The example of many educators for social justice has inspired and informed this handbook: Mahnaz Afkhani, Florence Butegwa, Margot Brown, Richard Pierre Claude, Lindley Couronne, Astrit Dautaj, Clarence Dias, David Donahue, Krishanti Dharmaraj, Sushanna Ellington, Lea Espillardo, Bill Fernekes, Susan Fountain, Anette Faye Jacobsen, Todd Jennings, Dan Jones, Helen Kijo-Bisimba, Jana Kviecinska, Cheryl Law, Ed Markarian, J. Paul Martin, David McQuoid- Mason, Abraham Magendzo Kolestrein, Uki Maroshek-Klarman, Peggy McIntosh, Julie Mertus, Piret Multer, Edward O'Brien, Usa Ratana-Olarn, Betty Reardon, Loretta Ross, Elena Rusakova, Marge Schuler, Cristina Sganga, Pacharin Sinlawan, Marie-Louise Strom, Emily Style, Claire Thomas, Cosette Thompson, Felisa Tibbitts, Sulev V‡aldmaa, Nick Wilson, Felice Yeban.

In particular I am indebted to the creativity and rich experience generously shared by participants at three gatherings of human rights educators:

1) The March 1999 retreat in Bolinas, California, sponsored by the Human Rights Resource Center and Global Youth Connect: Marcia Bernbaum, Lesley Carson, Chris Cavanaugh, Arn Chorn Pond, Mona Chun, Tad Hargrave, Antonio Medrano, Eva Morales, Simon Norton, James O'Dea, Kristi Rudelius-Palmer, Judith Thompson, Joel Tolman, Jonah Whitkamper, Hameed Williams.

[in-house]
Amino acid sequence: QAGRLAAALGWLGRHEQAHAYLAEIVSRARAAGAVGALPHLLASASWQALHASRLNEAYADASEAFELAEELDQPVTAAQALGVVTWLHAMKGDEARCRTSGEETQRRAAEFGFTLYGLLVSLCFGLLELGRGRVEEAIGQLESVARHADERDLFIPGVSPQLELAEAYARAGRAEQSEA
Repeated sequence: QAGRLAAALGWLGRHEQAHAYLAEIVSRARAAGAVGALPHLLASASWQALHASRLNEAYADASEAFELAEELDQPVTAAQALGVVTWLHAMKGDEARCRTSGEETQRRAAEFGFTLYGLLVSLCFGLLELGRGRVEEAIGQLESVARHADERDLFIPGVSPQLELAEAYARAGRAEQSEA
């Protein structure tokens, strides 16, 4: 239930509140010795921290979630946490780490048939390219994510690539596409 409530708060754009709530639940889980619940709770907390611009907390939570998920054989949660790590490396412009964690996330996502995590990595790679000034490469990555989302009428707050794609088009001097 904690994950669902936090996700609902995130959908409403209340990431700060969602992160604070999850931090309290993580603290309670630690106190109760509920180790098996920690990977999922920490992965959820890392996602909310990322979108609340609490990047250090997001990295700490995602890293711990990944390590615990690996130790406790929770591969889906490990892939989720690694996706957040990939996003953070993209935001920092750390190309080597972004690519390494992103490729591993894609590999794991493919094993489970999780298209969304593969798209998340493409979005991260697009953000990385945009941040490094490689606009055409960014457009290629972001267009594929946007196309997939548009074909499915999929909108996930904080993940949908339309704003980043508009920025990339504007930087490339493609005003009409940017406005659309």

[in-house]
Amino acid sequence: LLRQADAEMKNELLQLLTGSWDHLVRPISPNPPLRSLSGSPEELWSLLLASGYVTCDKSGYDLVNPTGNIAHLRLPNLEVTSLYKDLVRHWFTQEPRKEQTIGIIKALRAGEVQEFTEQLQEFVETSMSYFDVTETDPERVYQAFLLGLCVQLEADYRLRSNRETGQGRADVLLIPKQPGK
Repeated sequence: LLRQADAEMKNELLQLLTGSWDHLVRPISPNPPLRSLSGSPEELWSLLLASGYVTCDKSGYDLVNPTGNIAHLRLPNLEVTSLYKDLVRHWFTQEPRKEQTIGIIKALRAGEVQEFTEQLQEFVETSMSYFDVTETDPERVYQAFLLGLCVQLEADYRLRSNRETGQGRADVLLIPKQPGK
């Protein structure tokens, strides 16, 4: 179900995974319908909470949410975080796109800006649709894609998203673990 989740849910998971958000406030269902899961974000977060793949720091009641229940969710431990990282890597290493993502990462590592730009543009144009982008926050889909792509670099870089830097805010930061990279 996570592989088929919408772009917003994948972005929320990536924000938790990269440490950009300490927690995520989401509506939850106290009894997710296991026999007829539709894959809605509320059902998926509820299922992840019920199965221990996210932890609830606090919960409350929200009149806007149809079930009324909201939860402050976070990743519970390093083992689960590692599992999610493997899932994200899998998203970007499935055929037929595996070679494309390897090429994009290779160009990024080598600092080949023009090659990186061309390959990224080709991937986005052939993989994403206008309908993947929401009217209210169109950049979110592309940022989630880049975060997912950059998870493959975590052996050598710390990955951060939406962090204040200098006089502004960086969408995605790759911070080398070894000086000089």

2) The April 1999 "best practices" workshop in Minneapolis, sponsored by the Special Initiatives Fund of Amnesty International USA and the Human Rights Resource Center: Kris Belisle, Tania Bernath, Tracey Holland, BJ Jones, Margaret Manderfeld, Patrick Manson, Rita Maran, Antonio Medrano, Ellen Moore, Kristi Rudelius-Palmer, Rahim Sabir, Laura Sayles, Janet Schmidt, David Shiman, Lisa Sock, Suwimol Taewasillachaikul, Joel Tolman, Julianne Cartwright Traylor, David Weissbrodt.

3) The August 2000 National Training of Trainers for Human Rights Education sponsored by the Stanley Foundation and the University of Minnesota Human Rights Resource Center: Harold K. Adisenu-Doe, Louise Cainkar, Lesley Carson, Steven Chase, Elizabeth Clifford, Charmaine Crockett, Carrie Cuthbert, Jane Dalton, Joy DesMarais, Curtis F. Doebbler, Larry Dohrs, Jan Marie Fritz, Lisa Garrett, Jill Goldesberry, Laura Grenholm, Consuelo Gutierrez-Crosby, John L. Hammond, Lue Her, Andrea Holley, Karyn Kaplan, Ted Leach, Leland Little Dog, Tenzin Mamgyal, Margaret Manderfeld, Antonio Medrano, Charity T. Mentan, Ellen Moore, Robert Munson, Sister Eileen Reilly, Kristi Rudelius-Palmer, David Shiman, David Shorr, Stephanie Smith, Jacqueline Miles Stanley, Rachelle Taylor, Valerie Tremelat, S.P. Udayakumar.

Joel Tolman of Global Youth Connect contributed the foundation chapter on essential components for human rights education, and Kristi Rudelius-Palmer her vision of a Human Rights Learning Community. Marcia Bernbaum graciously agreed to write the chapter on evaluation, bringing her wide experience to bear on the subject of human rights education.

Completing this manual called for more compiling than creating, searching out and extracting from the excellent materials from many countries. In particular I have benefited from these sources:

Andrepoulos, George J., and Richard Pierre Claude, eds. Human Rights Education for the Twenty-First Century. Philadelphia: University of Pennsylvania Press, 1997.